Quick Question

Meet The Fashion App Founder Revolutionising The Way We Shop

Eshita Kabra-Davies on why sharing fashion is the way forward.

In Bustle's Quick Question, we ask women leaders all about advice. Here, founder of fashion rental app By Rotation, Eshita Kabra-Davies tells Bustle how to spot greenwashing, her role models in life, and why she’s no longer shopping on the high street.

It’s no secret that the fashion industry is one of the most environmentally wasteful industries out there. As per Business Insider's reports, our need for new garments emits more carbon than international flights. But, our shopping habits are starting to shift. With the By Rotation app – the Airbnb of clothes if you will – founder Eshita Kabra-Davies wants to change the way we consume fashion altogether.

Getting started is easy, and a number of celebrity endorsements are testament to it's popularity – fans include Stacey Dooley, Katherine Ryan, Mollie King and many more. The success is largely down to Kabra-Davies' revolutionary vision. She has a background in investment management, and has been web designing since the age of 11, so was well equipped to drive the eco-conscious fashion message forward when creating the app.

The idea came to her on a trip to her motherland Rajasthan, India, where she saw first-hand the impact of the textile industry. This was juxtaposed with the countless social media images she saw of people sharing outfits of the day #ootd, which they'd rarely wear twice. "What if we could just share or borrow from the woman on the square?” she asked herself, envisioning a more conscious circular economy. By Rotation allows you to do exactly that, to enjoy fashion and mix things up as much your heart desires, without actually buying new clothes.

“I do believe half the problem of the industry is down to consumption,” Kabra-Davies tells us. “So, I wanted to create a product that was really for regular people like you and me.”

Here, Kabra-Davies shares the best career advice she's ever received, why diversity in sustainable fashion matters, and her tips for being a more conscious consumer.

When did you become aware of the need for more sustainability in fashion?

EK: It was this eye-opening honeymoon I had in my motherland, which was last year in late February. I was a regular consumer, consuming in a linear fashion – buy, use, wear maybe 10 times, and then end up donating. And often, now I've learned a lot of these donations to charity actually ended up going to landfill.

I didn't really realise how wasteful the fashion industry is until the honeymoon. Although, I was already looking at fashion rental when I was trying to plan my outfits for the holiday. I was researching the global landscape, and I didn't really see any player in the UK that was very established. So, I started thinking, 'what if we could just share what we already own'.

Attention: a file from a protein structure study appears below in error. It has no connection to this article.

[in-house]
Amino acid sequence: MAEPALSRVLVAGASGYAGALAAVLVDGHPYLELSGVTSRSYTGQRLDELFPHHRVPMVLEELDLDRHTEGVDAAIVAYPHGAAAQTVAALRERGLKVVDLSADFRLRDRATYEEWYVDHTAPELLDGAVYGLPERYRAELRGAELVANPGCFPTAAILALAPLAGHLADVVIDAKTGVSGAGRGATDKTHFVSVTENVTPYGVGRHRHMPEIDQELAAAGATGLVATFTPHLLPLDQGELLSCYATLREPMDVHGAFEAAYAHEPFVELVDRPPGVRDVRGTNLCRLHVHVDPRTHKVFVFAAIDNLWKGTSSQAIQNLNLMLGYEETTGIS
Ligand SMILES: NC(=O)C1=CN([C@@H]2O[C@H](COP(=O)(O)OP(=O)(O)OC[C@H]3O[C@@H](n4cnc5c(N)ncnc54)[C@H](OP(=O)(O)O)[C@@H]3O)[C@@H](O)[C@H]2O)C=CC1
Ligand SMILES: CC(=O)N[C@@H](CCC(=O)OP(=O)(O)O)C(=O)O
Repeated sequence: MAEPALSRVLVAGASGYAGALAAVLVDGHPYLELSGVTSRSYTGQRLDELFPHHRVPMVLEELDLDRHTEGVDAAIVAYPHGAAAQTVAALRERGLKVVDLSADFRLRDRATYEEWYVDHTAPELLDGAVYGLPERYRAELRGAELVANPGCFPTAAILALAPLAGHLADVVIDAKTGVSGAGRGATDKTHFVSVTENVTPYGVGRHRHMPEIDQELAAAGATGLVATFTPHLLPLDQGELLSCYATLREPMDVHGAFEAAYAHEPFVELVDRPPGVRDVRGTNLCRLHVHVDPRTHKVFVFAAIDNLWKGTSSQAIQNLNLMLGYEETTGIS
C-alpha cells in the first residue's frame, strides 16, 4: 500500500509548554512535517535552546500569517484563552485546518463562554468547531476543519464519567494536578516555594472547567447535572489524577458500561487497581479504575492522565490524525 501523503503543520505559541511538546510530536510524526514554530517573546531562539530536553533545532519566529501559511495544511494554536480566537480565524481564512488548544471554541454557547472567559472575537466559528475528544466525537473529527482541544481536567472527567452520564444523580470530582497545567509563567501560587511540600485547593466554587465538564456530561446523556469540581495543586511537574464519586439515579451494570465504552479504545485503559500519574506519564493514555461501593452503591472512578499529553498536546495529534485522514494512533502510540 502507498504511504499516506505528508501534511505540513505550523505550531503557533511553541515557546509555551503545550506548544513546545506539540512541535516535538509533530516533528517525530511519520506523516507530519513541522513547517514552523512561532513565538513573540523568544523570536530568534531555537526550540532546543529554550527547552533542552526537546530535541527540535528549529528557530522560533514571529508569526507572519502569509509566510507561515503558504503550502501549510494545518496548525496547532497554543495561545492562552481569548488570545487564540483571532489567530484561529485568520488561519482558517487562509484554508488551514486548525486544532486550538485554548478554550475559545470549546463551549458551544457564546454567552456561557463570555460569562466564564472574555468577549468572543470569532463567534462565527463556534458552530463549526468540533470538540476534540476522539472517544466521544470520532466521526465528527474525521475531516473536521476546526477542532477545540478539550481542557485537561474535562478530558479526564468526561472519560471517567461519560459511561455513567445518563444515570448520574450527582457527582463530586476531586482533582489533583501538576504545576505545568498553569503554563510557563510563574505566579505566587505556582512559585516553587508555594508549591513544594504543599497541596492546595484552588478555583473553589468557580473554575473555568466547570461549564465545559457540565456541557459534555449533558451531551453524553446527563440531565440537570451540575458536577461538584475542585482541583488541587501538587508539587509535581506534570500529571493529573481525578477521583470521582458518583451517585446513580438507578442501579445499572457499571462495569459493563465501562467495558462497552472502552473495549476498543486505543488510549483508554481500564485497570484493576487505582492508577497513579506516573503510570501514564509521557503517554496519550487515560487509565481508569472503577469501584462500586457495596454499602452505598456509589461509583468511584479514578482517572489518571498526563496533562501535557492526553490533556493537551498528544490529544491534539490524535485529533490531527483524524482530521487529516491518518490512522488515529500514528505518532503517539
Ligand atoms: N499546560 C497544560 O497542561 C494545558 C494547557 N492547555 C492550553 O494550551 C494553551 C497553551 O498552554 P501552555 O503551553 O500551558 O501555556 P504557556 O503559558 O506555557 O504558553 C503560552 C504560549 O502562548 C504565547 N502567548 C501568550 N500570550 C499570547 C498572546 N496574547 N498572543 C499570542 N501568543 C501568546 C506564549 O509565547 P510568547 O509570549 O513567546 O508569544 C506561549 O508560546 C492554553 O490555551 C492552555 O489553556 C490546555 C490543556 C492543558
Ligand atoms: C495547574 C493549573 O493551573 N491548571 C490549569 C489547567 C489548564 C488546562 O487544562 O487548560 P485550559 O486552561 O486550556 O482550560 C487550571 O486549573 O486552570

You worked in the financial world for years prior, how did that inform your understanding of the fashion industry?

EK: I didn't really realise how much waste goes in and out of the industry until I started immersing myself in the sustainable fashion movement. The key takeaway that I had was that as a regular customer, I could do something about it. It wasn't only up to the brands and the production houses to make a change.

Thanks to my background in investment management, I've got the commercial experience in creating a new business, and obviously doing the finances.

How can regular consumers stop ourselves falling for brands that might be greenwashing?

EK: It depends on how much you're willing to dig. Having worked in finance, I would probably look at how much revenue is being generated by a brand's 'sustainable' or 'conscious' collection. If it's less than 20%, then I'm not sure that they're actually very serious.

The sustainable movement can appear somewhat whitewashed, how do we encourage more people of colour to feel involved?

EK: We need to give them a platform, so that they can also share their opinions. I feel like the sustainability movement, fashion in particular, like much of the fashion industry can be very whitewashed.

What's the best career advice you've received since creating By Rotation?

EK: Well, this is something that I was told earlier in my life – money saved is money earned. I think it's a saying that's super helpful, especially during COVID-19. For me, resilience is the word of 2020.

Who are your role models?

EK: Definitely my dad. He is a successful entrepreneur across quite a few industries, and he's very tough love. I also like how authentic Sharmadean Reid, founder and of Beautystack is. Being an entrepreneur is very glamorised – you have to be young, you have to be under 30, and god knows what else. Successful entrepreneurs like Sharmadean Reid are quite transparent and honest about how it's not always very glittery. I appreciate that.

What practical tips and tricks have you picked up along the way to make your day-to-day more sustainable?

EK: I don't shop high street at all anymore, especially when it comes to fashion. It's just a no-no, which can be a bit hard, but it's great because it makes me always go back to rotating with other people.

What are your hopes for the future of By Rotation?

EK: We want to transform how people are consuming fashion by making them buy better and buy less, and share more. We want to go global, and we want to have local communities everywhere where people can just rotate with each other.